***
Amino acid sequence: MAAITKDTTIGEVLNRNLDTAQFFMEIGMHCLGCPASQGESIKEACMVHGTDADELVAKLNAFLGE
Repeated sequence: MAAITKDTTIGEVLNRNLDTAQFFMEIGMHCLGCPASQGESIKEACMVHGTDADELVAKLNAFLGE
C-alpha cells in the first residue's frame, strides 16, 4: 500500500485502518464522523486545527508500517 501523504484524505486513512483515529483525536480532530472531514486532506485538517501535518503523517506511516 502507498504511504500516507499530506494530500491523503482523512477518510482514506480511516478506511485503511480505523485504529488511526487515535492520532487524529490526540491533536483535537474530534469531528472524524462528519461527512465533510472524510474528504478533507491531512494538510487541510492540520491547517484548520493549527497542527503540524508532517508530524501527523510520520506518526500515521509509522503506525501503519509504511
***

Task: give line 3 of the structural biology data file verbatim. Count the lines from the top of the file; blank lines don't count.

C-alpha cells in the first residue's frame, strides 16, 4: 500500500485502518464522523486545527508500517 501523504484524505486513512483515529483525536480532530472531514486532506485538517501535518503523517506511516 502507498504511504500516507499530506494530500491523503482523512477518510482514506480511516478506511485503511480505523485504529488511526487515535492520532487524529490526540491533536483535537474530534469531528472524524462528519461527512465533510472524510474528504478533507491531512494538510487541510492540520491547517484548520493549527497542527503540524508532517508530524501527523510520520506518526500515521509509522503506525501503519509504511